Down on the Farm

Novella Carpenter raises goats, pigs, and produce in Oakland.

Livestock is not usually a major factor as one chooses an inner-city
domicile. But when they moved into their Oakland apartment a few years
ago, Novella Carpenter and her partner “definitely had our eyes
on the abandoned lot next door, with an eye toward farming it,”
Carpenter says. As they set to work, Carpenter charted the project in a
and in a memoir, Farm City: The Education of an Urban Farmer,
which she will discuss at the First Congregational Church of
(2345 Channing Way, Berkeley) on Thursday, June 18, with
her former professor, The Omnivore’s Dilemma author Michael

“My parents were back-to-the-landers,” she says, “so I have vivid
memories about harvesting strawberries, feeding chickens, riding
ponies, and swimming in the river near my parents’ farm in Idaho.” In
Oakland, a few egg-laying chickens soon shared the lot with produce
— corn, pumpkins, and more — as well as turkeys, geese,
ducks, rabbits, goats, and two 300-pound pigs. The animals are raised,
mated, bred, milked, and in many cases slaughtered. Their skins are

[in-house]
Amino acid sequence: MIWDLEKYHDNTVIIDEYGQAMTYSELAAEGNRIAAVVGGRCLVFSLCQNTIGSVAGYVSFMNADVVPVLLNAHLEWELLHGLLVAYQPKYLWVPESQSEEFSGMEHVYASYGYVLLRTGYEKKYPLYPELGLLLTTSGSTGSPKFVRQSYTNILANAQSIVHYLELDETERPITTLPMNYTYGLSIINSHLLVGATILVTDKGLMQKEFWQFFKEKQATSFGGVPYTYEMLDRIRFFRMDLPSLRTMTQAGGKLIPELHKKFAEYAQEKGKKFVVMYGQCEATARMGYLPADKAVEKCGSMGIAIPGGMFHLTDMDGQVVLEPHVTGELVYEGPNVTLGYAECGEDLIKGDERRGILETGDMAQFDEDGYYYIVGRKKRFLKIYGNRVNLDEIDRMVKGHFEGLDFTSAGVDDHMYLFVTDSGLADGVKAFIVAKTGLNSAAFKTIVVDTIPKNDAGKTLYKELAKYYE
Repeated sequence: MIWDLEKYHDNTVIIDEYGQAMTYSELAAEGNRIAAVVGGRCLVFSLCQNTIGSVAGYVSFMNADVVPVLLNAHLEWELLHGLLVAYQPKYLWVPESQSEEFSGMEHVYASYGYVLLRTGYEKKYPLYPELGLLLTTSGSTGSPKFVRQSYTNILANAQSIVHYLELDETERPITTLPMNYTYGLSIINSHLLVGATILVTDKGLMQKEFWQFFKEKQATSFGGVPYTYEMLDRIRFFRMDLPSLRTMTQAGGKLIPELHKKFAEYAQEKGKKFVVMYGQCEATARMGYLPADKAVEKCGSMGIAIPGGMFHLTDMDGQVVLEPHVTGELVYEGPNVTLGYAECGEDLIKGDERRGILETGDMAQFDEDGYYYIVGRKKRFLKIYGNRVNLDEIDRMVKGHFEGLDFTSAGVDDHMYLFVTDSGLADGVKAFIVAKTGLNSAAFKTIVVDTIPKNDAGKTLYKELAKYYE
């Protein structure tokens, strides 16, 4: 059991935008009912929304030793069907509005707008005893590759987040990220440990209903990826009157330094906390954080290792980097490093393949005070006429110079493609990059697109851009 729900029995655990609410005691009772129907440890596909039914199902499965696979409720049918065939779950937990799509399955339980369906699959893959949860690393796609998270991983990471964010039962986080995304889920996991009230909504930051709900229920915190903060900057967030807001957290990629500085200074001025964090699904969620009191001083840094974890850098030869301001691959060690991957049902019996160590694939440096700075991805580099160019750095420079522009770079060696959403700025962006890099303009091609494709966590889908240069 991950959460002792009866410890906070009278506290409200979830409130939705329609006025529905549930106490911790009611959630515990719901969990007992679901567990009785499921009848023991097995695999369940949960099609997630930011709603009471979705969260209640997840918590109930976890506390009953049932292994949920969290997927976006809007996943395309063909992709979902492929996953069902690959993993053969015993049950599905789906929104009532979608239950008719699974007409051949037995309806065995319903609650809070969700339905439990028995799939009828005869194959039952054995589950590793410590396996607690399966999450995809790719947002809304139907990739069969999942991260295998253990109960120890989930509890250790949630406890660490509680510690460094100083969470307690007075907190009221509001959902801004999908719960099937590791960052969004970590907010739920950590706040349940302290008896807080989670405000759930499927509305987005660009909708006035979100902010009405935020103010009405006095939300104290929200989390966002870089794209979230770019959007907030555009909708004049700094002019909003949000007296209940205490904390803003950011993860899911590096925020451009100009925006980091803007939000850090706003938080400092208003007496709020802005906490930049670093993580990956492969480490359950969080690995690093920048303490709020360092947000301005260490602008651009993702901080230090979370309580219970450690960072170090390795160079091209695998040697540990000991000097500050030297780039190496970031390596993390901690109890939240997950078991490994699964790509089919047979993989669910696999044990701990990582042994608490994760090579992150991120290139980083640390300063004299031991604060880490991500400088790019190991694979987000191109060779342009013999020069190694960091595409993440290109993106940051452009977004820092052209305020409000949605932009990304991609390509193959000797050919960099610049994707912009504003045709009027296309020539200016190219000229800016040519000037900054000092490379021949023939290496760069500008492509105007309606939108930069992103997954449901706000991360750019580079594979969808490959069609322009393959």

tanned whenever possible, and their meat becomes meals.

“Since I am a meat eater — I’ve tried to be a vegetarian,
with unhappy results — I wanted to understand what my choice to
eat meat really looks like,” Carpenter says. “Over the years, I’ve
learned that eating meat does involve killing. But it also involves
living. My animals have a wonderful, loving life, full of good food and
comfort. They are killed humanely at the hands of their loving owner
and go on to sustain my life. It’s a symbiotic relationship that has
developed over thousands of years.”

Her neighbors, who never expected to live alongside a working farm,
“are amazingly gracious and polite. Many of them are from rural
Vietnam,” Carpenter explains, and they emigrated to America “so that
they wouldn’t have to farm. I think they think I’m a little eccentric,
but harmless.”

In light of the drought, she’s currently creating an outhouse. “I’ve
been to farms where you just poop into a garbage can, throw sawdust
into it, cap it after it’s full, and let it sit for a year or two until
it becomes soil. … So that’s what we’re doing.” She built the
structure herself, and “it’s not totally comfortable. A bathroom should
be a pleasure. So I need to make some adjustments. But it is nice to
sit out there and see all the chickens and goats frolicking while you

Her favorite part of the farm right now is its milk goats. “They are
very complicated and not unlike dogs in their manner. Fresh goat milk
is delicious and I’ve been making yogurt, cheese, and kefir.” Farms
being farms, manure comes to the fore yet again: “Their poo is amazing
for the garden and they like to eat greens, trimmings, and weeds … so
it makes a great little cycle.” 7:30 p.m., $6-$15.


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